High winds, heavy snow and localized blizzard conditions caused travel chaos across the midwestern United States late this past week.
After dumping over a foot of snow across the northern and central Rockies on Thursday, a storm with heavy snow and high winds shifted into the Midwest on Friday.
The heaviest snow fell from Nebraska and South Dakota to portions of Minnesota and Ontario, where snowfall totals ranged from several inches to nearly a foot.
There was a sharp variation in snowfall on the northern and southern fringes, where a few miles meant the difference between a couple of inches of snow and more than half a foot.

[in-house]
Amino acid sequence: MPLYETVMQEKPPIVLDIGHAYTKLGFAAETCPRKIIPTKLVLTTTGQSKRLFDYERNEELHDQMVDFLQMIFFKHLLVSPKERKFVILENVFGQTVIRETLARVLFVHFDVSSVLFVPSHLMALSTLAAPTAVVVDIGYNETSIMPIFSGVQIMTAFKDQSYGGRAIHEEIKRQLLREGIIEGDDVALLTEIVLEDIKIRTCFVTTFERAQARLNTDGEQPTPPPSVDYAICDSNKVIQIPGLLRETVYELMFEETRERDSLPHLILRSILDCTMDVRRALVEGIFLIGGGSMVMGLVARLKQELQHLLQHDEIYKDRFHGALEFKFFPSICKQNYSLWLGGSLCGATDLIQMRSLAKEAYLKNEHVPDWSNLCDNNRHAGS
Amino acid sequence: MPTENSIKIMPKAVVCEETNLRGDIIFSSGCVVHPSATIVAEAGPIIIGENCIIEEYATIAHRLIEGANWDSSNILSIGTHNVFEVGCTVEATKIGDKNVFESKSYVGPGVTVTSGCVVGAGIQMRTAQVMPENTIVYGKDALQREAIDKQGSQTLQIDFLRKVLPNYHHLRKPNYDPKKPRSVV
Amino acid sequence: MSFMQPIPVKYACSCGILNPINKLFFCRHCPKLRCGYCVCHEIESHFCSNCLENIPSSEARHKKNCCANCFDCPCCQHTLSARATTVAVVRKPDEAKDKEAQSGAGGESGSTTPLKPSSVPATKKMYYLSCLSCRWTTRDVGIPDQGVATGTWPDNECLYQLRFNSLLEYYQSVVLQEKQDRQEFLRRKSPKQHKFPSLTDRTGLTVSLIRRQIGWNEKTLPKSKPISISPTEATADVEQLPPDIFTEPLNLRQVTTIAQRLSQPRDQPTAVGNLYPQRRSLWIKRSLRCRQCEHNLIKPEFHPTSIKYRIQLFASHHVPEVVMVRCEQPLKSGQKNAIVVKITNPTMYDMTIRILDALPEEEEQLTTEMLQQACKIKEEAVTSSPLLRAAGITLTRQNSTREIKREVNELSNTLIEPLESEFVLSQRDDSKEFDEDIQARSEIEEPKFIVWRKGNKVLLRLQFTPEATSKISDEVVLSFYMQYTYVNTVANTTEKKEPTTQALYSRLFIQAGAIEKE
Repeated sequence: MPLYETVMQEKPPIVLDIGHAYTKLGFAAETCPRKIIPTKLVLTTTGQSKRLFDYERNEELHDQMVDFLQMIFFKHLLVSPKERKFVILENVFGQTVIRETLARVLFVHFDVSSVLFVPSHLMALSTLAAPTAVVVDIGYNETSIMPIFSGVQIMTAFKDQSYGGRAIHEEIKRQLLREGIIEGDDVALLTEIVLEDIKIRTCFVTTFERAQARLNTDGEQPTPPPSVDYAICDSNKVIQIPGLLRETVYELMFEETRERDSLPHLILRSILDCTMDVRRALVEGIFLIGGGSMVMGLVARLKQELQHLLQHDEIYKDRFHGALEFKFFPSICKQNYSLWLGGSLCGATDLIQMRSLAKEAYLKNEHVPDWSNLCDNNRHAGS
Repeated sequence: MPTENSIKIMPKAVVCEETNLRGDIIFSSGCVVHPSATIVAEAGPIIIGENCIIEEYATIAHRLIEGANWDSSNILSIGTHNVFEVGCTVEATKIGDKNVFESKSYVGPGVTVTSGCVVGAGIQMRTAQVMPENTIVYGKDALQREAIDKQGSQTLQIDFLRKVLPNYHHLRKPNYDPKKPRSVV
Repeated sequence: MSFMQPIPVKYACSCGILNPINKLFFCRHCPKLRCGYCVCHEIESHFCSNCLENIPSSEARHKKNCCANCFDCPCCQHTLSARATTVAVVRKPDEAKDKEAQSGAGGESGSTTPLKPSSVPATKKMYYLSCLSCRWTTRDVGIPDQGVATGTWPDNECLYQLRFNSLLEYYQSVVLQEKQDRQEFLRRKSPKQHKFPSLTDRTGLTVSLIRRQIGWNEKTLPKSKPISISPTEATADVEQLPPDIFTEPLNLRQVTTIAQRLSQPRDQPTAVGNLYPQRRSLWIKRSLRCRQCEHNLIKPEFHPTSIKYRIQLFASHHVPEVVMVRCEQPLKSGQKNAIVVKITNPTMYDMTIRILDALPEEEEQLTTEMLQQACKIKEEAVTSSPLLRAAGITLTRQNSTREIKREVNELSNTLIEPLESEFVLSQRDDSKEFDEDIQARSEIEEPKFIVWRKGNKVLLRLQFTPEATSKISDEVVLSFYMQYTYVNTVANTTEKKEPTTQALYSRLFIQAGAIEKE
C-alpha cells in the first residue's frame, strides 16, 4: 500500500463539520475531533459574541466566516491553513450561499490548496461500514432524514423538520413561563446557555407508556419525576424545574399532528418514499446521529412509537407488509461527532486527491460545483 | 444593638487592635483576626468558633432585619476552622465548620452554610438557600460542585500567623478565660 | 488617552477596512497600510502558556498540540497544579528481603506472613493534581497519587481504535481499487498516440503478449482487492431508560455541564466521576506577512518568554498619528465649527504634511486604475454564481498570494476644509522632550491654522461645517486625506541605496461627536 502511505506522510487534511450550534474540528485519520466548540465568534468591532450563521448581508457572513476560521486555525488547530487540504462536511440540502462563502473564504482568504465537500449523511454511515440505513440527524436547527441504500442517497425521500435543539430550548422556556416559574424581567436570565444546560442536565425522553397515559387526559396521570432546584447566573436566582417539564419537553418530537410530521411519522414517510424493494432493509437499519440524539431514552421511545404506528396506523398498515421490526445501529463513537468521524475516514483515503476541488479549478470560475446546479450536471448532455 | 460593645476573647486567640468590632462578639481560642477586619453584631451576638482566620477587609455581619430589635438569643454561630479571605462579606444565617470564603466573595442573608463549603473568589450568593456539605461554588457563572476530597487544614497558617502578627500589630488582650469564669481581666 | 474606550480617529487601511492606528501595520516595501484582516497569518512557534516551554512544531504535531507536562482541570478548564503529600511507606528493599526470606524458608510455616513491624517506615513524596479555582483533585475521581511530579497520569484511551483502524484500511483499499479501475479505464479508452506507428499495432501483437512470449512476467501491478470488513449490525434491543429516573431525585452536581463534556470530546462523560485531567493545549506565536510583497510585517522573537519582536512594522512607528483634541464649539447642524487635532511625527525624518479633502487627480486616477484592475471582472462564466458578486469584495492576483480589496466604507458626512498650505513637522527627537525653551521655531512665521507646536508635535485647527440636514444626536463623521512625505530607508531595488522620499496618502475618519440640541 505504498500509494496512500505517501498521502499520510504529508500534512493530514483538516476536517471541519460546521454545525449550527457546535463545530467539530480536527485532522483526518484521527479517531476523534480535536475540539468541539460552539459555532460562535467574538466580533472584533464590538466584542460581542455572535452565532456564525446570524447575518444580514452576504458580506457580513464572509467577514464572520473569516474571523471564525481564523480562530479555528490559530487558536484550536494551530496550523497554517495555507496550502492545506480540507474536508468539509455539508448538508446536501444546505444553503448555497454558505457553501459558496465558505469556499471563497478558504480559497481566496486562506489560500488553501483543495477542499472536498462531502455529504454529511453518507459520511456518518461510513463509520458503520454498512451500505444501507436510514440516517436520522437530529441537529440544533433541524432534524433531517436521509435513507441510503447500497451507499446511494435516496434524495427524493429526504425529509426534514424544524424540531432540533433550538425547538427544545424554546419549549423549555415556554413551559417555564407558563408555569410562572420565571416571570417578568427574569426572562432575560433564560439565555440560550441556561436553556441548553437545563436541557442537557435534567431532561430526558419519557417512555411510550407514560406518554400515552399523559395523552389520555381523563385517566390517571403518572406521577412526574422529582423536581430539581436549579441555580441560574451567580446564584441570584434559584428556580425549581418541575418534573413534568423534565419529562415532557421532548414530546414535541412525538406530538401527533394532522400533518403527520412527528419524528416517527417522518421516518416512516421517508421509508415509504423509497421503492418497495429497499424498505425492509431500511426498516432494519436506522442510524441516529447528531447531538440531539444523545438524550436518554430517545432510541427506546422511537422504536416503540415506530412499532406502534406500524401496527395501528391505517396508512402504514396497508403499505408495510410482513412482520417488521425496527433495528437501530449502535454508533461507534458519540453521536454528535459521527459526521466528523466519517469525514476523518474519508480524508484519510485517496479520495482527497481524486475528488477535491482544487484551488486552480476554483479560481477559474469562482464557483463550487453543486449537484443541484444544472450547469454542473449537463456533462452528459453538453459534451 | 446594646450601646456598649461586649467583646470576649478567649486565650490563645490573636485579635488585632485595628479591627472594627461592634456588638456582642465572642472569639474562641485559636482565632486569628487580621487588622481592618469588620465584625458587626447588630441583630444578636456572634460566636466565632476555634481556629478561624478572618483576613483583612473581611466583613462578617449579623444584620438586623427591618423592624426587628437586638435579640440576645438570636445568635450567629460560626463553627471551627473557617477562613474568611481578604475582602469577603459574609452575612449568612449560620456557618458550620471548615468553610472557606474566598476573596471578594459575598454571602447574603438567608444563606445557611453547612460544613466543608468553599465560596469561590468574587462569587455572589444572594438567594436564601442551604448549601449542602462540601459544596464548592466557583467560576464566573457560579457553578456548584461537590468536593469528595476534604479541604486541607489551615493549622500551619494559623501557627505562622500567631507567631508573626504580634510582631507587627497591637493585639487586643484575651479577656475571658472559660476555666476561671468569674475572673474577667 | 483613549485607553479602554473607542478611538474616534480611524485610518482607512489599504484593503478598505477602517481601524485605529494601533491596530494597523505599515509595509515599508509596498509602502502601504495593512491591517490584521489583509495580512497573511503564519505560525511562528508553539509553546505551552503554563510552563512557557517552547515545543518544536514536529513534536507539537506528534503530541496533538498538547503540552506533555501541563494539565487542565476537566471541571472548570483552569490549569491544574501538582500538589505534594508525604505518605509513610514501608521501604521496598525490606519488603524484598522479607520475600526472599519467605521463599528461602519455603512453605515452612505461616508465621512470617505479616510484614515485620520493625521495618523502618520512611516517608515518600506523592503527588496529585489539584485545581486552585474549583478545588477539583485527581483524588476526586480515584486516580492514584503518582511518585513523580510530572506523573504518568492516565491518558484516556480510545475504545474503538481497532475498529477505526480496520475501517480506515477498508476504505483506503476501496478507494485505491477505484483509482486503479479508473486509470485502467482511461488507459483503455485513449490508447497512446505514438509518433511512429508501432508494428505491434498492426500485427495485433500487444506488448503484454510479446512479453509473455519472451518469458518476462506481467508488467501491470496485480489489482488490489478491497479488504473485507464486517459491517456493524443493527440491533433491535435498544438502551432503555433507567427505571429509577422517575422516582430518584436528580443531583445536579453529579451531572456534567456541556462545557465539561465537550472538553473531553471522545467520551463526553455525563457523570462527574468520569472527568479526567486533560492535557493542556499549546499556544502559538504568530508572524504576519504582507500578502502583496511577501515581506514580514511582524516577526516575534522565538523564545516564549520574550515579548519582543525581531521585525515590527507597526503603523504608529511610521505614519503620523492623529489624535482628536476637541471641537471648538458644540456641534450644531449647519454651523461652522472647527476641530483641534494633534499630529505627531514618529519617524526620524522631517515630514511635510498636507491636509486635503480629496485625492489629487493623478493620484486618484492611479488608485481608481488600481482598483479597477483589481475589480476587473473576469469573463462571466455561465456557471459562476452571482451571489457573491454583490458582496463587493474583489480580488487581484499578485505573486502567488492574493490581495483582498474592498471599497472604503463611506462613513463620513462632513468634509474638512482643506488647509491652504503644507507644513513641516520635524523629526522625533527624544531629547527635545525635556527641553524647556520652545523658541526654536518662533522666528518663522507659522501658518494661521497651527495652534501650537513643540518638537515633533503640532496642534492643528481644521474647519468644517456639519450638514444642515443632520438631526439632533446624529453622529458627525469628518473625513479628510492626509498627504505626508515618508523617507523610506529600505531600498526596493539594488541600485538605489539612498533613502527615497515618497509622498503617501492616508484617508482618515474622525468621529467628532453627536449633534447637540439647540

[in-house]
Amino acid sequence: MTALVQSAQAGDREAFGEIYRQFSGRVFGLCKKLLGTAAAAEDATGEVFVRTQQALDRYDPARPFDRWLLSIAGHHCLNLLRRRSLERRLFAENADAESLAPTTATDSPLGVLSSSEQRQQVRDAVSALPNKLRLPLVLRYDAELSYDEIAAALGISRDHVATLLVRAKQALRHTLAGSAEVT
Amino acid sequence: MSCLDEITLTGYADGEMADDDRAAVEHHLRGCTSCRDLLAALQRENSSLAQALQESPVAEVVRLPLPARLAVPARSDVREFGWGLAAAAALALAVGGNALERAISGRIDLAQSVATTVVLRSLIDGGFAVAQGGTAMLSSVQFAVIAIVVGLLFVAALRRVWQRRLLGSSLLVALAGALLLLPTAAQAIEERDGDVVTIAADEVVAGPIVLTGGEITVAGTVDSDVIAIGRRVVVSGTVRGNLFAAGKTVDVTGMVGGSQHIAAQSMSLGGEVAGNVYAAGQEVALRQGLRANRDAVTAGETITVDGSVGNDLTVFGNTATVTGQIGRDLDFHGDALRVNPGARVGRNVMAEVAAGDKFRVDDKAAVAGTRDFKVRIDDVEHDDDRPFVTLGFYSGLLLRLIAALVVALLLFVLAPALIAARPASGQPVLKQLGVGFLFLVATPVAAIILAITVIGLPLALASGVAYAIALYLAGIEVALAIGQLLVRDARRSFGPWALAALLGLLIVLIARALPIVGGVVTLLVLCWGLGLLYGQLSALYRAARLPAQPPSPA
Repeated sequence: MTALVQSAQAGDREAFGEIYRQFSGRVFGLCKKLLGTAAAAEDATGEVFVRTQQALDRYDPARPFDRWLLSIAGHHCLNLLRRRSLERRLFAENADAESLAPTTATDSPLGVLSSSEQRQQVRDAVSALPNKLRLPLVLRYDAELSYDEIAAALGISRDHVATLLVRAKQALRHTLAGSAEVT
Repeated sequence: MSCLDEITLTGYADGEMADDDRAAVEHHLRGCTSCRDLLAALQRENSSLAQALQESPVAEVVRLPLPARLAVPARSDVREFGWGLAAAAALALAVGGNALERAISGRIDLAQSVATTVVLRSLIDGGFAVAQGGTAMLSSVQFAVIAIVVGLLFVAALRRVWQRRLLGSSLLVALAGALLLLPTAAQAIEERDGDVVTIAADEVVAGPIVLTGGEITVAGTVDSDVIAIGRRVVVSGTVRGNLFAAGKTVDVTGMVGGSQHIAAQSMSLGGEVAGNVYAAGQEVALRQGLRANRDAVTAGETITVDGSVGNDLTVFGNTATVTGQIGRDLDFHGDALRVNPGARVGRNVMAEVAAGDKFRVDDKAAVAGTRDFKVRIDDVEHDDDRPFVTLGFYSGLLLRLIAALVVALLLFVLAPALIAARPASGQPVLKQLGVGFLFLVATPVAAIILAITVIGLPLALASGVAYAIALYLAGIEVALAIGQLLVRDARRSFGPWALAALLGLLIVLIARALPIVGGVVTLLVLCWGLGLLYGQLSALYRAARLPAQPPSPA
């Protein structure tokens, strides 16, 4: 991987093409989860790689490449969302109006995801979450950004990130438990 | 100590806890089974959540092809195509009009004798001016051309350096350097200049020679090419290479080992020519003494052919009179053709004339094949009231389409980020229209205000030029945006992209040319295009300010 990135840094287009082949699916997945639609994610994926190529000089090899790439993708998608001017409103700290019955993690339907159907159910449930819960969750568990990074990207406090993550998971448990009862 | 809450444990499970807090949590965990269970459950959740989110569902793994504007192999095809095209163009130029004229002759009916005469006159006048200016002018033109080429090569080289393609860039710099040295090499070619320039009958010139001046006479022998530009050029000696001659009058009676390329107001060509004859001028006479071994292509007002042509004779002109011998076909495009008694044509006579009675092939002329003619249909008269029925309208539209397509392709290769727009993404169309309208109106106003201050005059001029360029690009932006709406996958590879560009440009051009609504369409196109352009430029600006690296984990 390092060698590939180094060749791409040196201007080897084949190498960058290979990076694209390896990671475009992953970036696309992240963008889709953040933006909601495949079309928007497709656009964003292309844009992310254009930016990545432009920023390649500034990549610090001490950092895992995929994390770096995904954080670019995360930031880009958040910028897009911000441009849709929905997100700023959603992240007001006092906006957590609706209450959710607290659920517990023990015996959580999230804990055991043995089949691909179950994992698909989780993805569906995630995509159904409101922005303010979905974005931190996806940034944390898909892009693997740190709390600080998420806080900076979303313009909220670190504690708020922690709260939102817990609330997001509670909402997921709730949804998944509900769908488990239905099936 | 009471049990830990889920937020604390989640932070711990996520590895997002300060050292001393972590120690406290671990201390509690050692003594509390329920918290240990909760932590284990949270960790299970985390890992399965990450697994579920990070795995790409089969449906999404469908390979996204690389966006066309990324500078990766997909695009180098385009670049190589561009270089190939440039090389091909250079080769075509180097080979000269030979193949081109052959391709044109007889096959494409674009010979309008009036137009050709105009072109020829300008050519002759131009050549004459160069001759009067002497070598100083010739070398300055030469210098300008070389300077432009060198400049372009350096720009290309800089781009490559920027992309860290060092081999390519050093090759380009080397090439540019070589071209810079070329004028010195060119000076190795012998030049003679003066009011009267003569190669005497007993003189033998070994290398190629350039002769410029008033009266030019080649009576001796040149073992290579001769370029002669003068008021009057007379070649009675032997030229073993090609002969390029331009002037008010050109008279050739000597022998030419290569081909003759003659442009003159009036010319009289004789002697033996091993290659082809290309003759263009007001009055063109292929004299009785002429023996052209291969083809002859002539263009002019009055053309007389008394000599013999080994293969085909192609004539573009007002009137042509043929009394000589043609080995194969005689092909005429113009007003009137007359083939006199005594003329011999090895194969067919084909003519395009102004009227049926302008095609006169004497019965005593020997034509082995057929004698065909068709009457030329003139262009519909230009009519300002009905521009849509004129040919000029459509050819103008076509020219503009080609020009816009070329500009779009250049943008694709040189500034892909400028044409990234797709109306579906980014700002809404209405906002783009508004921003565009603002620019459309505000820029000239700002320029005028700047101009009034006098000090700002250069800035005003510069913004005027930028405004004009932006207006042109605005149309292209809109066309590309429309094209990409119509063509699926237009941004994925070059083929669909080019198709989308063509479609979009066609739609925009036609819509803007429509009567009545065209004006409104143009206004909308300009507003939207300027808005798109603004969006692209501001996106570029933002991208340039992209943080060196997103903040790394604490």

Blizzard conditions unfolded across these areas as wind gusts in excess of 50 mph howled from the north and northwest.
The combination of heavy snow and high winds led to blowing and drifting snow, near-zero visibility and extremely dangerous travel along area roadways.
Denver received its first flakes of the season on Thursday. The city fell shy of breaking the record for the latest recorded first snowfall of the season. The record stands at Nov. 21, 1934.
North Central US regional weather radar
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The snow resulted in a deadly 20-car pileup along Interstate 70 near Evergreen, just outside of Denver. Parts of the highway were closed at multiple times throughout the evening.
As many as 340 crashes were reported on Minnesota roadways on Friday, according to the Minnesota State Patrol. Two people were killed and another 37 were injured.
#UseCaution #SlowDown I-94 EB/CR 18 Monticello, a semi-trailer being pulled out of a ditch. No injuries. pic.twitter.com/t1laApmuSY
— State Patrol PIO (@MSPPIO) November 18, 2016